Regular readers of STREET RODDER will probably remember Jeff Eischen's last car--a black Model A tub--that was featured in the February 2008 issue of this magazine. Both stylish and subtle (two looks that are hard to achieve separately let alone together), it was full of things to look at while, at the same time, not overdone (like so many hot rods built today).

Eischen's latest ride, a '23 T roadster, incorporates some of the same form-follows-function ideals he set with his Model A, but he takes it a step further with this car by giving the onlooker even more goodies to ogle.

To balance The Two S's (style and subtlety) you need the hands of an artist as well as the brain of an engineer, and that's what Eischen is. Making a particular part look nice is one thing, but making it work is something else and, just like the late Lil' John Buttera before him was so good at doing, Eischen knows just what to address and to not overbuild any aspect of a car.

With this project Eischen wanted to recreate the look and function of an early Dry Lakes or dirt track car but use as many early Ford parts (especially hopped-up engine pieces) as he could. But where some folks will purchase whatever they need from vintage swap meets and bolt it all together, Eischen has the capability to fabricate whatever he needs, which makes his vehicles even more of a one-off venture.

Starting from scratch and planning on a nine-month build, Jeff built his own chassis using 2 x 4 framerails and 1.5 and 1-inch round tube crossmembers all set up on a wheelbase of 100 inches. Out back he assembled a banjo-type quick-change using a Ken Austin aluminum gear case, stock axles and differential, and a 3.78:1 ring-and-pinion. He also made up a set of hairpins for both the front and rear along with his own quarter-elliptic spring design. Drum brakes from a '39 Lincoln can be found on each corner, as can a set of 16-inch Ford wire wheels (4-inch in front, 4.5-inch in rear) wrapped with Firestone tires.

The front suspension uses a drilled I-beam axle under a Model A crossmember along with a set of friction shocks, and steering is comprised of a reversed Corvair box (located under the dash), a side-steer drag link, a homemade Pitman arm, and owner-fab'd stainless steel steering column.

Though covered by nearly 200 louvers in the hood and hood sides, a '34 Ford B motor was then put in place. Taylor Machine (Whittier, California), Eddie Flora (Springfield, Ohio), and Mike Rush (Delaware, Ohio) all had a hand in on the lil' banger, which has a displacement of 214 inches. The crank is a Ford item while the forged steel rods came from Jay Steele at Taylor Machine. Steele, who Eischen says he couldn't have built this motor without, also supplied the .030-over forged aluminum pistons (7:1) while the camshaft was delivered by Specialty Camshaft in Plymouth, Wisconsin.

Topping the four is a Miller head, prepped by Steve Serr. A Mezerie electric water pump was also added as was a Bosch 009 distributor (typically found on VW Race engines) and ingeniously engineered to work off a crank-driven belt system designed by Eischen. Twin S&S Super E sidedraft carbs (which are normally used on V-twin Harley-Davidson motors) feeds the inline, while spent gasses exit through a stainless steel header system designed and built by the owner. An Arrow radiator, cooled by a SPAL electric fan, keeps it running cool while a Denso alternator and Moroso wires keep the juice flowing. The trans, a '48 Ford open-drive unit, was assembled by Eischen and uses a 9-inch Ford clutch and an aluminum flywheel.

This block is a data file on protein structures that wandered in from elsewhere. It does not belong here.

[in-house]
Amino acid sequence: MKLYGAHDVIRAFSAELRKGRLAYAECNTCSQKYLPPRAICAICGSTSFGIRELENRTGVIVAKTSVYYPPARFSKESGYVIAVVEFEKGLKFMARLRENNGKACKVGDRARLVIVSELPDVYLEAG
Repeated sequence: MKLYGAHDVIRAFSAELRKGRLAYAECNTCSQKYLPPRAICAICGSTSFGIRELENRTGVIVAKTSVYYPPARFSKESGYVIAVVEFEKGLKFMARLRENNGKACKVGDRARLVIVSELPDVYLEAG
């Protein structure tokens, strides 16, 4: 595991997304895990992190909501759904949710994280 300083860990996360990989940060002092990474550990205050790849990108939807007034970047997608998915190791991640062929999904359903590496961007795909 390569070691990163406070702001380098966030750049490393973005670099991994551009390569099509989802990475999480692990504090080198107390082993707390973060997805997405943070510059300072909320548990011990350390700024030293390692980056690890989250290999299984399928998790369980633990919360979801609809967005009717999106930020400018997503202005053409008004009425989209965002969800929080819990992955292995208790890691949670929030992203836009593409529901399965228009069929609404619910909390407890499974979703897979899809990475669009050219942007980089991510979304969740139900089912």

The basic body came from Speedway Motors, but the steel turtle deck is an original Ford item. To the body Eischen attached a full aluminum belly pan as well as an aluminum hood and sides. In bucking the system that has builders invariably using a '32 grille, Eischen used a stock Model T grille, but made his own cover from stainless steel screen.

Ron Mullins, the painter from Mullins Body Shop in Galloway, Ohio, is the one Eischen picked to paint his ride, and he used PPG Black everywhere he could (there is no pinstriping). Dietz headlights, '32 Ford taillights, a roll bar (created by Tubular Techniques and chromed by Mike Barr at Metalbrite in Dayton, Ohio), a homemade stainless steel rear bumper, and a side mirror from Lobeck's was all added, as were the leather straps (made from trouser belts) used as tie downs for the hood.

Inside the cockpit billet aluminum abounds, though you wouldn't know it. The dash, painted with a light crinkle finish, is actually made of billet, and was fitted with a set of four mini Classic Instruments gauges (electronically strung together with wiring from a Ron Francis kit) and one large 8,000-rpm tach--no speedo. But if you can't figure when to push the clutch in at the top of each gear, Eischen provides a small chart as a key fob that spells out the guidelines and estimated speeds as a reminder.

The seating, made up with saddle-colored vinyl from Tritex, is a pair of buckets, but without the standard framework or bolsters normally associated with bucket seats. Mounted in a free-form style, the cushion area conforms to the floor and then sweeps up the backside of the cockpit. Eischen also used light brown square-weave carpet throughout the rest of the cockpit, which contrasts nicely with the color of the buckets. Topping off the interior is a Lobeck four-spoke steering wheel, mounted with a quick-release hub.

Most folks never get to see a Miller-equipped Ford motor let alone hear one start and run, but they're a hoot! Not as rattley/noisy as a genuine Offenhauser, the 214 in Eischen's ride definitely gives off its own unique exhaust note and something you just don't get with a more common small-block Chevy. But that's what you get with Eischen and his cars: uncommon, but extremely compelling.